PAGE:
The Power of Love: Truth, Nature or Society? "Sonnet 67" by Edmund Spencer and "Sonnet 130" by William Shakespeare

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Daniel Tavakoli

Doctor Gaylord

English 101000-25


The Power of Love: Truth, Nature or Society?

“Sonnet 67” by Edmund Spencer and “Sonnet 130” by William Shakespeare are two very different poems which converge at a point of portrayal of the woman having the power over the man in a romantic relationship. These poems have different approaches in conveying this message to the reader. At times the power can be expressed subtly as seen in “Sonnet 67” or very boldly as seen in “Sonnet 130”. According to Freudian thought there is also a pre-consciousness in “Sonnet 67” and unconsciousness in “Sonnet 130”. These beliefs attribute to the fact that the woman has received her power by Nature and by Society. Nature gives them this power because women are the gateway to existence. And although many might disagree with this fact, Society gives women power as well by idealizing women and setting the rule in stone that man has to love a woman.  Contrary to popular belief Society and Nature merge together to form a truth of the woman’s power. In these poems the power of women is not an absolute truth, for if it were to be an absolute truth the man would have to directly acknowledge the fact that the women are in control. Instead the authors of the poems indirectly hint to the fact that the woman has the power. These poems also convey the image that the beauty of women is not external, but it is based on their power to get to a man’s heart that makes them beautiful.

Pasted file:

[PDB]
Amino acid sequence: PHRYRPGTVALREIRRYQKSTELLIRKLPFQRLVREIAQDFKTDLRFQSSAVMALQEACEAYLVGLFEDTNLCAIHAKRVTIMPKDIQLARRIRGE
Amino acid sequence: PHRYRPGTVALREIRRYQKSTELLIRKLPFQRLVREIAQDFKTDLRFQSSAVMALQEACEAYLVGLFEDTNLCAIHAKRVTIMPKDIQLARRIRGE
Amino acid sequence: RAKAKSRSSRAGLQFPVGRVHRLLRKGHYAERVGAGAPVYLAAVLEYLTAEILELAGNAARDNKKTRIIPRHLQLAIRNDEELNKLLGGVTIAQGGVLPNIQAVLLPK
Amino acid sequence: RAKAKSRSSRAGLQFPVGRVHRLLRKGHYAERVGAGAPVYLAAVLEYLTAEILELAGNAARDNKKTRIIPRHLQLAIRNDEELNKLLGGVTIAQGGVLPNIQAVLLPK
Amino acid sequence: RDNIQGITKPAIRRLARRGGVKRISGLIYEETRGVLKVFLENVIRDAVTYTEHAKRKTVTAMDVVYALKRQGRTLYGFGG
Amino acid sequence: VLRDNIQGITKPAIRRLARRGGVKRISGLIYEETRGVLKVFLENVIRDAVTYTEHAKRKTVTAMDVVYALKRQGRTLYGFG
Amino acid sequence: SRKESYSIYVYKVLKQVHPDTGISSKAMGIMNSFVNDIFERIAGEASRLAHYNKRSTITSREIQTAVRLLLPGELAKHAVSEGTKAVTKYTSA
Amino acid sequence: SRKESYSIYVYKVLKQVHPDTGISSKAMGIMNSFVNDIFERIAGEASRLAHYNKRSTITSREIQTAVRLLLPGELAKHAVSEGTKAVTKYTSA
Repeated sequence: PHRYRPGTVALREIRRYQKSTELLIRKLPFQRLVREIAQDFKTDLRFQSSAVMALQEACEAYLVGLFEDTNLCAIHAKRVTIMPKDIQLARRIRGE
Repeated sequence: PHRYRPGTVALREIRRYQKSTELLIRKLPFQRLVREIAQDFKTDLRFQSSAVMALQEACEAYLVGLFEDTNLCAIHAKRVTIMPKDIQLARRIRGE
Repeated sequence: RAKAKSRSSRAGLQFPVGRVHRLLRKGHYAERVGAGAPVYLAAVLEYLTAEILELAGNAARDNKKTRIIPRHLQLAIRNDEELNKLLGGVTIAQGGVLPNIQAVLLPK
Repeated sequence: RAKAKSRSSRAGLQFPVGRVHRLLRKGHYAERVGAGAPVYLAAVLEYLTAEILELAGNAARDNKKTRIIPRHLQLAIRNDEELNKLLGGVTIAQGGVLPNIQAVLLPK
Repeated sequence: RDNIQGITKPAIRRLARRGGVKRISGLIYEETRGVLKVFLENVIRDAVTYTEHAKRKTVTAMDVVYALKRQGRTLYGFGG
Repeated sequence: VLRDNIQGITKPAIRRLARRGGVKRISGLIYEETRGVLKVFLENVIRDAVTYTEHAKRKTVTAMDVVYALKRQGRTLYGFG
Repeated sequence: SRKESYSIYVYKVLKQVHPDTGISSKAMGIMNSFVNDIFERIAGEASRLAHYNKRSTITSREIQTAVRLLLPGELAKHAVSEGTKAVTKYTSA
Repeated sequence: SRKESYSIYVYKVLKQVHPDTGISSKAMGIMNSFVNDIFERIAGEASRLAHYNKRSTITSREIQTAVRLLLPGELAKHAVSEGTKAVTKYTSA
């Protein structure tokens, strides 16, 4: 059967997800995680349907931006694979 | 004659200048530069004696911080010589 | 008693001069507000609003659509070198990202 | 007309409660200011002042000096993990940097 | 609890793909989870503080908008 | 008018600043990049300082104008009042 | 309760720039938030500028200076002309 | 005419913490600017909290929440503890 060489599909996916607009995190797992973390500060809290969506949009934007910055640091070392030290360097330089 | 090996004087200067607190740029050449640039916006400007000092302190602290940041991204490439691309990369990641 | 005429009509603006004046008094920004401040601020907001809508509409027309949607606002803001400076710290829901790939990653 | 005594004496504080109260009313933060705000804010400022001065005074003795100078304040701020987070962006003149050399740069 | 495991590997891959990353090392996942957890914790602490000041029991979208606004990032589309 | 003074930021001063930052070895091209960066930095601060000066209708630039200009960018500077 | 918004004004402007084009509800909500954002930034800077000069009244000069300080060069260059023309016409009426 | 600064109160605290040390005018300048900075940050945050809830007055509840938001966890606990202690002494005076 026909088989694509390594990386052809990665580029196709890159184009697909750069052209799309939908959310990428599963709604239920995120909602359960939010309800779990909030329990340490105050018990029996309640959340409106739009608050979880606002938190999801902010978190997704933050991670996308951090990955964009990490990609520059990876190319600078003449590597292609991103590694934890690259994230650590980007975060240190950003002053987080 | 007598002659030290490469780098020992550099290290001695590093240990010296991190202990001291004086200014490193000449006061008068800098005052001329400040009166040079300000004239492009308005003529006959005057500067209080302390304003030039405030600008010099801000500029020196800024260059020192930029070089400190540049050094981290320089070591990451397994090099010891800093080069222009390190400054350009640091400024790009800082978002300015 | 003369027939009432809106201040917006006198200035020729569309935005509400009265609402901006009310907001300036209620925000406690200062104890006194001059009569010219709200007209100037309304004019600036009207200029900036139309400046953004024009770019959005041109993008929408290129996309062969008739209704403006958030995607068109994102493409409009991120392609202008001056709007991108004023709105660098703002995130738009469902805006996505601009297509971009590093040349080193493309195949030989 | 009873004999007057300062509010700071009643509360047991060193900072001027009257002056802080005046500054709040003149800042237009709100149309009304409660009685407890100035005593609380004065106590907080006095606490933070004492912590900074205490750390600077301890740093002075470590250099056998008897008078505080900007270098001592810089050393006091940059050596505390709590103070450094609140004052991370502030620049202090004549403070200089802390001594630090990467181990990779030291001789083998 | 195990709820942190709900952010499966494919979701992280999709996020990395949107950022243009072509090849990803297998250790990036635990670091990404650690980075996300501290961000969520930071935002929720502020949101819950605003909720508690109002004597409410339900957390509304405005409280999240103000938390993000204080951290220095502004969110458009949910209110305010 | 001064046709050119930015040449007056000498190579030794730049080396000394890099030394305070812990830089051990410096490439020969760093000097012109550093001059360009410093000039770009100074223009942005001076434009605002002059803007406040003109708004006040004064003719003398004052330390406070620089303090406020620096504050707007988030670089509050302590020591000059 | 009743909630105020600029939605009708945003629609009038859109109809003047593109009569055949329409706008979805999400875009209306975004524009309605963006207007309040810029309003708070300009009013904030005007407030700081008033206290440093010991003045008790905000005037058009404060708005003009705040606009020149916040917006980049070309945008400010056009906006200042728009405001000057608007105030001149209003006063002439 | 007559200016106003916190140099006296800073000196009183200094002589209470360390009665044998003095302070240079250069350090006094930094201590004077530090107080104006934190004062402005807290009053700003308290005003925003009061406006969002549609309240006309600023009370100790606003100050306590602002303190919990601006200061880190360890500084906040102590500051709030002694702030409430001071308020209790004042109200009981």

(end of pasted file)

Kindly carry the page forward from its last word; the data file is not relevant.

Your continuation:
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The subtleness of Edmund Spenser’s “Sonnet 67” is best seen in the quatrain “Strange thing me seemed to see a beast so wild, / So goodly won with her own will beguiled” (13-14). Upon reading this line ones first thought would be that the hunter has actually overpowered the deer. Upon analyzing this verse the reader realizes the naivety of the hunter, for he never actually realized the fact hat he is powerless to the hunting of the deer. The deer is overpowering the hunter “Like as a huntsman after weary chase” (1).  In the moment where the hunter least suspects ...

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